Welcome to the WWII Forums! Log in or Sign up to interact with the community.

Authors on the level of Cornelius Ryan

Discussion in 'WWII Books & Publications' started by Mussolini, May 1, 2018.

  1. Mussolini

    Mussolini Gaming Guru Patron  

    Joined:
    Sep 10, 2000
    Messages:
    5,647
    Likes Received:
    531
    Location:
    Festung Colorado
    I have read quite a few books on WW2 and must admit that 'A Bridge Too Far' by Cornelius Ryan is perhaps my favorite. I've gone ahead and ordered 'The Longest Day' and 'The Final Battle' by him as well.

    I am wondering if there are any other Authors - with books still in print/available from Amazon - that are on the same sort of level as Cornelius Ryan?
     
  2. bushmaster

    bushmaster Active Member

    Joined:
    Oct 30, 2017
    Messages:
    141
    Likes Received:
    36
    By "same level" do you mean skill as a wordsmith, ability to tell a story, accuracy as a historian, Etc?
     
  3. Mussolini

    Mussolini Gaming Guru Patron  

    Joined:
    Sep 10, 2000
    Messages:
    5,647
    Likes Received:
    531
    Location:
    Festung Colorado
    Yes - precisely. Other Authors who would rate right up there with CR.
     
  4. bushmaster

    bushmaster Active Member

    Joined:
    Oct 30, 2017
    Messages:
    141
    Likes Received:
    36
    Ryan is my favorite storyteller. As far as readability, Rick Atkinson's trilogy on the US Army's involvement in WW2 is hard to beat. A gentleman named Brian Perret has written several interesting histories; my favorite being "Tank Tracks to Rangoon", a study of British/Commonwealth armor usage during the campaign in Burma. Tameichi Hara produced a very readable memoir of the Japanese side of the naval war in the SW Pacific, "Japanese Destroyer Captain".
     
  5. lwd

    lwd Ace

    Joined:
    Jul 24, 2007
    Messages:
    11,683
    Likes Received:
    1,108
    Location:
    Michigan
    I found Shattered Sword to be quite readable. If you like personal accounts Last Stand of the Tin Can Sailors is hard to beat.
    In a completely different vein I found Rudel's (auto?) biography to be very readable (he was an unrepentant Nazi though).
     
  6. R Leonard

    R Leonard Member

    Joined:
    Oct 15, 2003
    Messages:
    707
    Likes Received:
    405
    Location:
    The Old Dominion
    Anything by John Lundstrom or Barrett Tillman
     
    USMCPrice likes this.
  7. LRusso216

    LRusso216 Graybeard Staff Member Patron  

    Joined:
    Jan 5, 2009
    Messages:
    13,198
    Likes Received:
    2,022
    Location:
    Pennsylvania
    upload_2018-5-1_20-35-40.jpeg upload_2018-5-1_20-36-8.jpeg upload_2018-5-1_20-36-30.jpeg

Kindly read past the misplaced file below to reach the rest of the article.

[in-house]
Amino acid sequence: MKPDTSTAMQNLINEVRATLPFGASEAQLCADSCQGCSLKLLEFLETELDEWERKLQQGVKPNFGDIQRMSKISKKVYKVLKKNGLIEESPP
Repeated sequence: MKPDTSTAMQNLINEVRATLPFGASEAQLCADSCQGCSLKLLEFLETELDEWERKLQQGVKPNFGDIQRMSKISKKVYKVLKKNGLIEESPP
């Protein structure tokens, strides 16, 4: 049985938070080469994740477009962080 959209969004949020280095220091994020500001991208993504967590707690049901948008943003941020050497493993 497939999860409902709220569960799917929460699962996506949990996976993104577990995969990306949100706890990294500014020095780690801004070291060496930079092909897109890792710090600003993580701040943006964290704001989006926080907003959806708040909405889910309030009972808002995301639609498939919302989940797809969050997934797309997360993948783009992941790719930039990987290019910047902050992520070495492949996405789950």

Try John Wukovits. His work is readable and I think pretty accurate. Above is a sample. I read Hell From the Heavens and found it quite good. I'm planning on reading the others.
     
  8. KJ Jr

    KJ Jr Well-Known Member

    Joined:
    Jan 2, 2014
    Messages:
    3,090
    Likes Received:
    330
    Location:
    New England
    Wendy Lower is an excellent historian and writer. She writes extensively on the Holocaust and is a good researcher. It's a tough subject but she weaves an interesting story.

    Hitler's Furies
    The Diary of Samuel Golfard and the Holocaust in Eastern Galicia
     
  9. Terry D

    Terry D Active Member

    Joined:
    Jan 27, 2015
    Messages:
    500
    Likes Received:
    185
    Location:
    Huerta, California
    Walter Lord is of the same generation and general style as Ryan, a popular historian who excelled at weaving personal accounts into a dramatic narrative. He is best known for A Night to Remember, the classic account of the sinking of the Titanic, but he wrote very good, readable books about Pearl Harbor (Day of Infamy), Midway (Miracle at Midway) and Dunkirk (The Miracle of Dunkirk). I wouldn't go to these for highly sophisticated historical or military analysis, but they are as accurate as Lord could make them when he was writing in the 1950s, 60s, and 70s and the personal accounts in them are wonderful. If you want to know what it was like to actually experience these battles, you will enjoy Lord's work.
     
    LRusso216 and USMCPrice like this.
  10. Takao

    Takao Ace

    Joined:
    Apr 27, 2010
    Messages:
    7,305
    Likes Received:
    1,469
    Location:
    Reading, PA
    IMHO, Edwin P. Hoyt and Eric Hammel are two quite readable authors. Although, both tend to focus on the Pacfic side of the war. I believe the majority of their works have stood the test of time.
     

Share This Page